If we choose to remember them kindly, to emphasize their cultural accomplishments prior to their decline and fall, we will recall how the Greeks produced philosophers of the likes of Plato and Aristotle, and we will remember the Romans for their mighty army and their experiments with democracy. After the U.S. falls from its perch as the world’s reigning power, what will be mentioned when future peoples ask the inevitable question: “What, just before the end, did Americans have to be proud of?” There will be the personal computer, Apple, Facebook. But besides all things Silicon Valley, there is one more item that merits celebration: March Madness. Rarely have we, as a culture, achieved such perfection. The tournament is our Parthenon, our Colosseum. Seriously.
In the diverse and divided United States, the number of Americans that the NCAA Tournament engages is truly remarkable. In my own family, interest cuts across genders and age groups: my 10-year-old female cousin and my 80-year-old grandfather both asked me for help with their “picks” this year. The dispersed interest is not unique to my family. All types of people—from presidents (Barack Obama releases his consistently conservative picks every year) to Vegas sports betters—follow the 68-team field passionately. Because colleges from every Division I conference and from every area of the country participate, and because games are played at sites nationwide, no one (people who live in the Pac-12 region excepted) is left without a rooting interest. No wonder then that the word “midmajor” has entered the national lexicon, and that March is the only month of the year when you will hear people from all socioeconomic strata talking about brackets without animosity.
The tournament’s current preeminence in our national consciousness does not, of course, guarantee that it is an event that will be viewed favorably in years to come. Look no further than modern conceptions of Roman gladiator fights for proof that enthusiasm for sport is not necessarily transhistorical. Fortunately for all backers of the NCAA-Tournament-as-our-nation’s-greatest-cultural-achievement theory though, it has plenty of elements that make it worth remembering fondly.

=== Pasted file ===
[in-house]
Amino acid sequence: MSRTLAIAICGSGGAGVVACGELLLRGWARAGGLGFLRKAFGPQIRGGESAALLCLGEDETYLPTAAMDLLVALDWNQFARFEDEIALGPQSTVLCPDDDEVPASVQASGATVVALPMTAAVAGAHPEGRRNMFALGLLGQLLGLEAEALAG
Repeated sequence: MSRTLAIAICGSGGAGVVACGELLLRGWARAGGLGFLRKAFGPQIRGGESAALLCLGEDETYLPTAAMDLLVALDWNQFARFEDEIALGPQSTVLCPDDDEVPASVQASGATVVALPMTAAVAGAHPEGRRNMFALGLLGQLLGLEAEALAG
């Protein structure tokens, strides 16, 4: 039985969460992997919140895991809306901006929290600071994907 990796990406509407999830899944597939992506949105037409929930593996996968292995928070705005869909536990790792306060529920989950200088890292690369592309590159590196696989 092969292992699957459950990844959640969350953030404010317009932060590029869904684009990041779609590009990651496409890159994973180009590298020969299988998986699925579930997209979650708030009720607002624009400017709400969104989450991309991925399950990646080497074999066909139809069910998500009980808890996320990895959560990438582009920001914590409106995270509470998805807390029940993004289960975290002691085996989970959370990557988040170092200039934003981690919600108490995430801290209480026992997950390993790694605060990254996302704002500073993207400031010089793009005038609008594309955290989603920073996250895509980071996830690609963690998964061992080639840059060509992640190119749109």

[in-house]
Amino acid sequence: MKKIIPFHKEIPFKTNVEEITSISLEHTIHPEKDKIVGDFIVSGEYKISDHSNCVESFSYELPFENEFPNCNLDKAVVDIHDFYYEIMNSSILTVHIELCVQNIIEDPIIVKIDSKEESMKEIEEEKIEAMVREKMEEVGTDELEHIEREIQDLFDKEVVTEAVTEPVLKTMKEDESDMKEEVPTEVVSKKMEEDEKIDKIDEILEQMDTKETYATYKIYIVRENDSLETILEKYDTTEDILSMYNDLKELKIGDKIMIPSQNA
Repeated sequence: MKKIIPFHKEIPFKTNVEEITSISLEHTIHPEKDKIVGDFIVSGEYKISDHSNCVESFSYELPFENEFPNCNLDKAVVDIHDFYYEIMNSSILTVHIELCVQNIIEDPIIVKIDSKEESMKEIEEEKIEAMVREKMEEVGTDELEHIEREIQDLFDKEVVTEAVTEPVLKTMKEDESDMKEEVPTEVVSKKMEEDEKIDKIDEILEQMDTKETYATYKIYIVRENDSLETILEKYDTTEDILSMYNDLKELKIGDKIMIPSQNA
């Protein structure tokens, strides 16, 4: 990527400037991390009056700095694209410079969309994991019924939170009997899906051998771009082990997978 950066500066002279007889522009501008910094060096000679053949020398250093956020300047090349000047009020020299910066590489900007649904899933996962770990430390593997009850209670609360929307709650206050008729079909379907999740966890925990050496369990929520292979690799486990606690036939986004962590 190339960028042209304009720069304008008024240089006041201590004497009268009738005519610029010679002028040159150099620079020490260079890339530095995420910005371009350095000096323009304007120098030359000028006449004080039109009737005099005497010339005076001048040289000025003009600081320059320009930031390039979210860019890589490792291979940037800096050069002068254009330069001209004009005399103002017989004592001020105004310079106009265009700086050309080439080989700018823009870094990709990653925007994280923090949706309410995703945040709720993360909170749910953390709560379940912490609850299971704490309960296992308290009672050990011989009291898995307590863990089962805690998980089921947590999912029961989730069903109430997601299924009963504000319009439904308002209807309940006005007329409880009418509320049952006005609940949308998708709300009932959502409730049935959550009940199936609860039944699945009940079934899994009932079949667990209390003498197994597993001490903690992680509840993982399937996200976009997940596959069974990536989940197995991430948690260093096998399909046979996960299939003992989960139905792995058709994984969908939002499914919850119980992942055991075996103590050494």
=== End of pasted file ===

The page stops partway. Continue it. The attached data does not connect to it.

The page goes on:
The commonality amongst all these elements is that the competitors—the players—are college kids. Though, with the attention lavished upon certain players, they are not always treated as such, and, with the under-the-table money given to the spectacular athletes, they are not always compensated as such, these players are amateurs.
They are playing for academic institutions, some of which are not your traditional sports powerhouses. Think of Davidson College for instance, enrollment 1,700, whose team upset Gonzaga, Georgetown and Wisconsin to make it to the Elite Eight in 2008. The constituents of the academic institution behind the team were so excited by their team’s success that the administration offered to bus the entire student body from North Carolina to Detroit for Davidson’s regional finals games. This is the kind of thing people are thinking about when they exalt “the spirit of March Madness.”
The second important point about the athletes in March Madness being college kids is that they have the skill level of college players—not pros. They are not the basketball machines that professional players are. Aside from a few standouts each year, the players are good, but not great. The talent level makes for a better tournament for two reasons. First of all, because players are prone to messing up or losing their poise, it makes just about anything possible. It allows for BYU to come from twenty-five points down to beat Iona and for Kansas to erase an eleven-point deficit against Purdue. It allows for 15-seeds to upset two-seeds, which happened twice in this year’s tournament. And also, perhaps more vitally, the talent level means that many of the players on the court are playing the last games of their competitive basketball careers. They know that if they lose (the tournament is single-elimination) their glory days on the basketball court will be forever receding. Real emotions—both bliss and despair—are the results of the tournament’s format.
And this is perhaps where the perfection of March Madness lies: in the tournament’s set-up. During the first four days of the tournament (I’ll ignore “the First Four”), there are 48 games of basketball, every one of which has the potential for drama and heartbreak. Games are played simultaneously in different cities, and others are staggered so that they will conclude minutes apart, and while these games are going on, teams are waiting in the locker rooms at the very same arenas, ready to start 20 minutes after Game One ends. The action rolls on from Thursday until Sunday night, after which 16 teams remain, few of whom have managed to stay alive without a scare. After the four regional finals, played in the West, the Midwest, the East and the South, the Final Four commences. Held in cavernous football stadiums—in front of around 60,000 fans, occasionally more—the Final Four is both literally and figuratively the biggest event in basketball.
For its grip on the nation, the emotions it evokes in participants, and its ingenious format, the NCAA Tournament is worthy of the label of cultural artifact. At the very least, it is worth watching.